August 1996: I was bemused to read in (in the Los Angeles Times') Calendar that Dick Wolf, producer of the superb Law & Order, has hired the rap "artist" formerly known as Ice-T to star as the criminal hero of a series in which the baffled police employ bad guys to catch bad guys. Wolf is one of the best producers in television; if anyone can bring this concept off, he can. Ice-T deserves the right to make a living. I wish them both well, not least because I helped get Ice-T fired four years ago by Time Warner, the largest entertainment conglomerate in the world. He was then under contract to Warners, which had just released a disc called Cop Killer, obscenely celebrating the murder of policemen.
In defense of Kato
April 1995: The hapless Kato Kaelin has my sympathy. Still, if O.J. Simpson demeaned him during his tenure as house sitter, dog watcher and sometime companion, it was no worse, as your article points out, than the treatment routinely accorded the people who serve those affluent public faces who lack the character and decency to understand how to treat those who work for them. I've observed their disgusting antics throughout my career. They no longer amaze but only appall me. Your article, though, fails to separate clearly the Katos, gofers, dogsbodies and buddies from the men and women who function professionally as personal assistants.
Riot as revolution?
August 1992: Your examination of the rioters … whether they were random looters or principled protesters, the wild children of welfare or the impassioned architects of revolution … was reasoned and relatively unbiased. Your finding seemed clear, though: If these looters were in fact honest rebels, we should understand, maybe even applaud. I think you've stumbled badly in implying that revolution is automatically okay. In the iron eye of history, revolution has a lousy track record. It boasts one triumph, our American Revolution, the only rebellion in history to pass power peaceably to the next generation.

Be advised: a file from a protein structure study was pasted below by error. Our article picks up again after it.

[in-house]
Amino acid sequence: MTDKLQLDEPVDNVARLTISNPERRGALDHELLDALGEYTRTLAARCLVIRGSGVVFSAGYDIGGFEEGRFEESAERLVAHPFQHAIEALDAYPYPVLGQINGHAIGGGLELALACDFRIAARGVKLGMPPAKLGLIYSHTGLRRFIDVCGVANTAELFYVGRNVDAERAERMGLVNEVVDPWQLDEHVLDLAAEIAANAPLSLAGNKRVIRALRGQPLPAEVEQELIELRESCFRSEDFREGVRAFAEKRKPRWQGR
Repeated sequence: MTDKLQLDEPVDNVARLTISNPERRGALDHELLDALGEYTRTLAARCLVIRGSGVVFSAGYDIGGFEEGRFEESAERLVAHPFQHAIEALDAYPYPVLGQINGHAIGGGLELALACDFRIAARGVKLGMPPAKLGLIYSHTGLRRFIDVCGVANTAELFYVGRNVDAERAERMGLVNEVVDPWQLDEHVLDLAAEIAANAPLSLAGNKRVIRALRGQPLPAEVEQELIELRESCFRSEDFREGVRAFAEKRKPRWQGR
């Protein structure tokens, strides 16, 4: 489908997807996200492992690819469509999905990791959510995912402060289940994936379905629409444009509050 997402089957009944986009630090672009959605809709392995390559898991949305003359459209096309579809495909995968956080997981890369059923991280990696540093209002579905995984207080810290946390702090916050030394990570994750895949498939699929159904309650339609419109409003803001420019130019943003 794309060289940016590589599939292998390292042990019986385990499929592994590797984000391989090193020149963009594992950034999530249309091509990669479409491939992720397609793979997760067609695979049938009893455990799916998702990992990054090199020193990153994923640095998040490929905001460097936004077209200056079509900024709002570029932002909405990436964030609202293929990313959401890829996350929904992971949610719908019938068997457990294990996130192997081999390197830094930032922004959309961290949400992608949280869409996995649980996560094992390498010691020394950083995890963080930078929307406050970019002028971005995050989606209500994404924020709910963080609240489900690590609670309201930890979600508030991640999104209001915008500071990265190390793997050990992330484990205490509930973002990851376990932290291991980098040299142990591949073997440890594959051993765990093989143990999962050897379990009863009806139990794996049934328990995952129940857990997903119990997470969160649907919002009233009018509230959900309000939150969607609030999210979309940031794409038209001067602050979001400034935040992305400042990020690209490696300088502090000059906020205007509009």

AIDS and a game show
November 1991: Calendar's lead story on the new TV show Studs caught my eye. Culturally and creatively, the project seems beyond comment. It occurs to me, though, that in a time when Magic Johnson's sad situation and the way he's dealt with it has focused attention on the risk for heterosexual AIDS, Studs could make a significant contribution to this growing health problem. Since the show is predicated on two young men taking three young women to bed and then discussing it, surely the producers should provide all participants with a free AIDS test as part of the casting process.
August 1990: Actors may be the oldest minority group in the world. Thousands of years ago, when blacks still roved innocent in the African rain forests and Jews reigned remote in their desert redoubts, actors were wandering around Europe juggling apples, telling stories and doing the three walnut shells and a pea scam. We slept in stables before Christ was born, often with local company that got us run out of town by dogs the next morning. … I can't believe that the first union I joined, to which I'm proud to belong, could endorse so blatantly racist a position as Actors' Equity has done in denying Jonathan Pryce the right to play the role he created in Miss Saigon. As actor and director, I've always assumed the idea was to get the best actor for the part, no matter what color he or she was.
Noriega must go
January 1990: An open letter to Jesse Jackson: The world has changed since we both walked behind Dr. Martin Luther King, Jr. a quarter-century ago. Still, we share that shining memory and, I suppose, a common allegiance to our country and its people. Beyond that, we differ on many issues. Sadly, I have to say I find your column on Panama not only mean-spirited but riddled with error. Let me point out the most egregious. Do you really think that "democracy is not created at the point of a bayonet"? What did Washington's brave, beleaguered army carry on their bayonets in 1776, then? What did the G.I.s splashing ashore in Normandy and across France into Germany bring, if not democracy? What brought democracy to Japan, if not bayonets? … You deplore bayonets in Panama? Perhaps you preferred Noriega?